Computer-driven hedge funds renowned for “trend-following” are beating their highly paid human counterparts so far this year after struggling to make money in four of the past five years.

Now as stock markets and commodity prices continue rebounding this month, the question is whether these funds, often known as commodity trading advisers, or CTAs due to their legal set-up, can still prosper.

Such “systematic” funds, which surf trends using financial models and algorithms, do well whenever there is a clear direction for markets. Down markets are as good as uptrends, so long as they are clear, and in January and most of February, financial uncertainty proved profitable.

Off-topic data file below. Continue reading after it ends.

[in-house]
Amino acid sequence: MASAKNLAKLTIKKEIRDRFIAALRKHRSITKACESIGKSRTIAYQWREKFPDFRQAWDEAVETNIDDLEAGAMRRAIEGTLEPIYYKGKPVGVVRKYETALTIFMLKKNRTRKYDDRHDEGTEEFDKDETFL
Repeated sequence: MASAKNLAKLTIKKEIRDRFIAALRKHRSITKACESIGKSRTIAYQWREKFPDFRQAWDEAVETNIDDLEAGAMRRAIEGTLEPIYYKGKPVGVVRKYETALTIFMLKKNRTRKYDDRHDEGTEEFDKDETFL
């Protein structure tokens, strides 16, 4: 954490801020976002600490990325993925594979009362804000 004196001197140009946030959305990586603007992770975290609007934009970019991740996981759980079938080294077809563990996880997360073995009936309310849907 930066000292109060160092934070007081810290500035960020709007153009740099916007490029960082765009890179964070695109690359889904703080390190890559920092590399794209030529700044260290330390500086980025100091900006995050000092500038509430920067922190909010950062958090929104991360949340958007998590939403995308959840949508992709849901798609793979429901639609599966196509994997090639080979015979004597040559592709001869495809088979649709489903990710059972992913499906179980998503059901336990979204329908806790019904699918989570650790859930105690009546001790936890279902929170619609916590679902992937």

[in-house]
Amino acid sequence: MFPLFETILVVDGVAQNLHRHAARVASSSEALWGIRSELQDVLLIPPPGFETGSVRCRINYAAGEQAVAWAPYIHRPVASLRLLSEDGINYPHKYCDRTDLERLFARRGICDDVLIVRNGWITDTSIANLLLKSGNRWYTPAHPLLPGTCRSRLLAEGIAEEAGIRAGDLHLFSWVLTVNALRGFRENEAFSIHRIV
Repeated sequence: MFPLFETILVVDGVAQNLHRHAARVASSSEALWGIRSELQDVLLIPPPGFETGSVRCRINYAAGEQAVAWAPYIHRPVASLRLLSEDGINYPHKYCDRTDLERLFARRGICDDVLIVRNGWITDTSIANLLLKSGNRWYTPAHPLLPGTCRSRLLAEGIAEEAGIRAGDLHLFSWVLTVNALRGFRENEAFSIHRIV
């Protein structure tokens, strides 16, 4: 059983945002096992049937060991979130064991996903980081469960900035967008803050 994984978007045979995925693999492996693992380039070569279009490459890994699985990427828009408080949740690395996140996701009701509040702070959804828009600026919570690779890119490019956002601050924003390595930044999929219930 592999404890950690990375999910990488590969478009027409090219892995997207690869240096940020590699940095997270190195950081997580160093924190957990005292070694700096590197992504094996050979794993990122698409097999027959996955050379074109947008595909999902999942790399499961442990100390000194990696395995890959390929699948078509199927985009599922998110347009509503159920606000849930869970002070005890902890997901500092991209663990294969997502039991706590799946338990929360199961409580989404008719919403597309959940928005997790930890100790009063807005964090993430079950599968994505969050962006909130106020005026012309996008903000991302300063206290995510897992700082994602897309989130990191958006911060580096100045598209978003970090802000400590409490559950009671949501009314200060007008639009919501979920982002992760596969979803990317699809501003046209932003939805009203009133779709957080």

Lists of the best-performing funds were dominated by trend followers and quantitative specialists.

As of February 17, CTA funds were up 7 per cent but the gain for the year now looks like a more modest 5.4 per cent, according to Société Générale.

Troy Gayeski, partner at the fund of hedge funds SkyBridge Capital, says investors have been burnt before by chasing returns in CTAs but that “this time it is different”.

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